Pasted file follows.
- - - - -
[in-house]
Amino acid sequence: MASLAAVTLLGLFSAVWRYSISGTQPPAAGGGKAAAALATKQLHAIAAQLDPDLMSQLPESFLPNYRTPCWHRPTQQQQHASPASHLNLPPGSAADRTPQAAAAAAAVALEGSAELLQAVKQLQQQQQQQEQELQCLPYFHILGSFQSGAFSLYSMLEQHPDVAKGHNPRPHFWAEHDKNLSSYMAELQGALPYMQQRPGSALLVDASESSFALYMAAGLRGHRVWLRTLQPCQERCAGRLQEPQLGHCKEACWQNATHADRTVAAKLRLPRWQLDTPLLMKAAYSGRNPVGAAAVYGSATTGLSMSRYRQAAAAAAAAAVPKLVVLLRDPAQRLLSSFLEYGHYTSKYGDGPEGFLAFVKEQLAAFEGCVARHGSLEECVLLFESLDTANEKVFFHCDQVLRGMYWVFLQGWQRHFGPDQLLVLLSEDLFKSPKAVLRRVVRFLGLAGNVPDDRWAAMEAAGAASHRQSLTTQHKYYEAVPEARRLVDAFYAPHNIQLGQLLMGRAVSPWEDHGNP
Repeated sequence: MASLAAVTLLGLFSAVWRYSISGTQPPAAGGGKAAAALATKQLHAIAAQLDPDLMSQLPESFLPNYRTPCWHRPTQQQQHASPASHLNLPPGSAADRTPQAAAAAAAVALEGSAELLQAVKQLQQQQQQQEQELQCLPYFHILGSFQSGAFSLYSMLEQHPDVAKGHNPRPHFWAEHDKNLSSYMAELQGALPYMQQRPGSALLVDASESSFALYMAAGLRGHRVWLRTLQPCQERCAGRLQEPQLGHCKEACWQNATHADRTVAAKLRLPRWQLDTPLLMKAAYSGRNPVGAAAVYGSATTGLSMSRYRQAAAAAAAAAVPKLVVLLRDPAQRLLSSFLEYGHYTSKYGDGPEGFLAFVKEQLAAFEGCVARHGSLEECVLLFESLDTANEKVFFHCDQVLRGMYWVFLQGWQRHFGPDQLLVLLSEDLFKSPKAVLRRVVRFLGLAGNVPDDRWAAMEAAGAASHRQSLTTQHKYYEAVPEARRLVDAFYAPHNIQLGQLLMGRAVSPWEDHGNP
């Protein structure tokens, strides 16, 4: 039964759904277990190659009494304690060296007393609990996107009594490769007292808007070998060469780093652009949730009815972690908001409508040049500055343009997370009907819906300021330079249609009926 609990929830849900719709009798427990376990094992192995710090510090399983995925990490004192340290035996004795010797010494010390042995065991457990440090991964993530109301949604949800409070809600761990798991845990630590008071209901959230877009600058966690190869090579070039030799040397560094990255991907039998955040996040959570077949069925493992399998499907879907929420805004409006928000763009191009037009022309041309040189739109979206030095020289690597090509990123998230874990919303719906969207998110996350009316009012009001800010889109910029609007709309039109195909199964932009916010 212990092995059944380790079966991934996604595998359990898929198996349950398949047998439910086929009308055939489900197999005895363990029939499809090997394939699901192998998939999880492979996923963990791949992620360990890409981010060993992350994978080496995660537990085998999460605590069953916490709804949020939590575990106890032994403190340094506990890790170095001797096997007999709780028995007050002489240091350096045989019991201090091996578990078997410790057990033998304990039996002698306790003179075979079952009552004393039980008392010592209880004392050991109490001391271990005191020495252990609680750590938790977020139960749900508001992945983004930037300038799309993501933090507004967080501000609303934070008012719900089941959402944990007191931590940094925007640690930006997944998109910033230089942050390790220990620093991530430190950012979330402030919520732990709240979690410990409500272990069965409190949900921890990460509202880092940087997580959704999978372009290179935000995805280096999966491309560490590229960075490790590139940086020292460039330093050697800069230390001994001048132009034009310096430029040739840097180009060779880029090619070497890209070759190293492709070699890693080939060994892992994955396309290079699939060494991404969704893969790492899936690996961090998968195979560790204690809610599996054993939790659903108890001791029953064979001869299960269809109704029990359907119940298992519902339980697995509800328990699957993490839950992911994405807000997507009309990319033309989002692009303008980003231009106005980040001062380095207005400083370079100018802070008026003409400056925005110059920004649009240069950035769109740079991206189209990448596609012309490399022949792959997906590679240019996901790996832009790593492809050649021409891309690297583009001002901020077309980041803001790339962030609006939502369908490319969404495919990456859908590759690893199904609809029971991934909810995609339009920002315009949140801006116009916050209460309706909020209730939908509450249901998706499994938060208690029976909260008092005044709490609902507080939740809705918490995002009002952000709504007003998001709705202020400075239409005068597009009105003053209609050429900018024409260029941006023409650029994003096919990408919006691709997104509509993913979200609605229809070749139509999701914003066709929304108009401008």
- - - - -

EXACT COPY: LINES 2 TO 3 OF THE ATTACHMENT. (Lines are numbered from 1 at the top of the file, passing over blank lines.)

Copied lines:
Amino acid sequence: MASLAAVTLLGLFSAVWRYSISGTQPPAAGGGKAAAALATKQLHAIAAQLDPDLMSQLPESFLPNYRTPCWHRPTQQQQHASPASHLNLPPGSAADRTPQAAAAAAAVALEGSAELLQAVKQLQQQQQQQEQELQCLPYFHILGSFQSGAFSLYSMLEQHPDVAKGHNPRPHFWAEHDKNLSSYMAELQGALPYMQQRPGSALLVDASESSFALYMAAGLRGHRVWLRTLQPCQERCAGRLQEPQLGHCKEACWQNATHADRTVAAKLRLPRWQLDTPLLMKAAYSGRNPVGAAAVYGSATTGLSMSRYRQAAAAAAAAAVPKLVVLLRDPAQRLLSSFLEYGHYTSKYGDGPEGFLAFVKEQLAAFEGCVARHGSLEECVLLFESLDTANEKVFFHCDQVLRGMYWVFLQGWQRHFGPDQLLVLLSEDLFKSPKAVLRRVVRFLGLAGNVPDDRWAAMEAAGAASHRQSLTTQHKYYEAVPEARRLVDAFYAPHNIQLGQLLMGRAVSPWEDHGNP
Repeated sequence: MASLAAVTLLGLFSAVWRYSISGTQPPAAGGGKAAAALATKQLHAIAAQLDPDLMSQLPESFLPNYRTPCWHRPTQQQQHASPASHLNLPPGSAADRTPQAAAAAAAVALEGSAELLQAVKQLQQQQQQQEQELQCLPYFHILGSFQSGAFSLYSMLEQHPDVAKGHNPRPHFWAEHDKNLSSYMAELQGALPYMQQRPGSALLVDASESSFALYMAAGLRGHRVWLRTLQPCQERCAGRLQEPQLGHCKEACWQNATHADRTVAAKLRLPRWQLDTPLLMKAAYSGRNPVGAAAVYGSATTGLSMSRYRQAAAAAAAAAVPKLVVLLRDPAQRLLSSFLEYGHYTSKYGDGPEGFLAFVKEQLAAFEGCVARHGSLEECVLLFESLDTANEKVFFHCDQVLRGMYWVFLQGWQRHFGPDQLLVLLSEDLFKSPKAVLRRVVRFLGLAGNVPDDRWAAMEAAGAASHRQSLTTQHKYYEAVPEARRLVDAFYAPHNIQLGQLLMGRAVSPWEDHGNP